“Bailiffs regularly break the rules, as our evidence has proved. In the past year we’ve seen a 16 per cent increase in bailiff-related issues. All eyes will now be on the Ministry of Justice, which must introduce these reforms as a matter of urgency.”

This story was also covered by the Huffington Post.

Consumer

Home insurance BOMBSHELL: Customers ‘paying HUNDREDS of pounds more with loyalty PENALTY’

Daily Express, 11/04/2019, Levi Winchester

The Express Online covered our research that showed loyal customers who have been with their home insurance company for six years or more are propping up firms’ profits.

We found on average, customers were forking out £325 for their sixth year of insurance, compared to new customers who were paying £172.

Gillian said: “What makes this worse is that vulnerable people are likely to be the most loyal to their provider.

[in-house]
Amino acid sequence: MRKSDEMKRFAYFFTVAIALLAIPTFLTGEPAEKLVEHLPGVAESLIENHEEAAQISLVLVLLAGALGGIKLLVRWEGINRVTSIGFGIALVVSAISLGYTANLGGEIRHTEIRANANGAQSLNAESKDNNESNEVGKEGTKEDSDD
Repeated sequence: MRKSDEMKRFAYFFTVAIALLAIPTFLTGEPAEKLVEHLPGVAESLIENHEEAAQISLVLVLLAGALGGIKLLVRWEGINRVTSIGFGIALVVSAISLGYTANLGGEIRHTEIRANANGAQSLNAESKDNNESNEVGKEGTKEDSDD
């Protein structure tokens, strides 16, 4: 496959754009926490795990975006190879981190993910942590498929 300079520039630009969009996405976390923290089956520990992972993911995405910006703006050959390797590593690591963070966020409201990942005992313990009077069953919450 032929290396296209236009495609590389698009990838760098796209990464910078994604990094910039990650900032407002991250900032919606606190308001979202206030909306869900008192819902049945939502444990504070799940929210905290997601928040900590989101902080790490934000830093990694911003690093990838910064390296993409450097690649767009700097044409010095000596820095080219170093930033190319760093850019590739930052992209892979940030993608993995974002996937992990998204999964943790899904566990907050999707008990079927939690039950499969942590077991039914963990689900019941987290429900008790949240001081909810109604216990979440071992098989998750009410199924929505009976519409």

“Since we submitted our super-complaint about the loyalty penalty, some companies have rightly promised to treat their customers better, yet many more are still choosing to make their profits off their most loyal and vulnerable consumers.”

Loyalty Penalty

Loyal insurance customers ‘subsidise everyone else’

The Daily Telegraph, 10/04/2019, p4, Katie Morley

The Telegraph ran our insurance story on page 4, revealing after six years a loyal insurance customer could typically have paid £1,596 – £500 more than someone who spends every year as a new customer.

The piece highlighted the case of one 76-year-old woman with arthritis who came to use for help who had been with the same company for more than 10 years. She received a renewal letter increasing her premium from £1,500 to £3,500 a year.

Gillian Guy said: “Since we submitted our super-complaint about the loyalty penalty, some companies have rightly promised to treat their customers better, yet many more are still choosing to make their profits off their most loyal and vulnerable consumers.”

Energy

We’re all missing out on smart meter savings

The Independent, 07/04/2019, Felicity Hannah

Our call to push back the energy smart meter rollout deadline to 2023 was featured in the Independent over the weekend.